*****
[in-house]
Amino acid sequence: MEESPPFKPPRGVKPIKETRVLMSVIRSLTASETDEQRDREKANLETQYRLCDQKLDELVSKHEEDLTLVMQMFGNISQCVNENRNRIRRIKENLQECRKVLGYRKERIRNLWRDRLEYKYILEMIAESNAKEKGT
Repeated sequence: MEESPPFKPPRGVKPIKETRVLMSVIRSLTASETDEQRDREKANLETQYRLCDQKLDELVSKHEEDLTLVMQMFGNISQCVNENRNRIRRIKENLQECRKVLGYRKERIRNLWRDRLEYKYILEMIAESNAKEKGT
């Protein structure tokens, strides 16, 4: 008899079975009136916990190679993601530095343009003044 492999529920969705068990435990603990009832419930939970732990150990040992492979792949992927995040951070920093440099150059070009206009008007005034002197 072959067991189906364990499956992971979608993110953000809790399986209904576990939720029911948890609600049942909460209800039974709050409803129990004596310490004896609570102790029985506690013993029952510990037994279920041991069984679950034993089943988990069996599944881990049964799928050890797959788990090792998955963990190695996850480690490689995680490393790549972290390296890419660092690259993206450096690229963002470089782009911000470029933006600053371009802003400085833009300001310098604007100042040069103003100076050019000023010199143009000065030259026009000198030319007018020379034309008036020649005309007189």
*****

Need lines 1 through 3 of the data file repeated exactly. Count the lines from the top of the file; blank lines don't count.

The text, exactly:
[in-house]
Amino acid sequence: MEESPPFKPPRGVKPIKETRVLMSVIRSLTASETDEQRDREKANLETQYRLCDQKLDELVSKHEEDLTLVMQMFGNISQCVNENRNRIRRIKENLQECRKVLGYRKERIRNLWRDRLEYKYILEMIAESNAKEKGT
Repeated sequence: MEESPPFKPPRGVKPIKETRVLMSVIRSLTASETDEQRDREKANLETQYRLCDQKLDELVSKHEEDLTLVMQMFGNISQCVNENRNRIRRIKENLQECRKVLGYRKERIRNLWRDRLEYKYILEMIAESNAKEKGT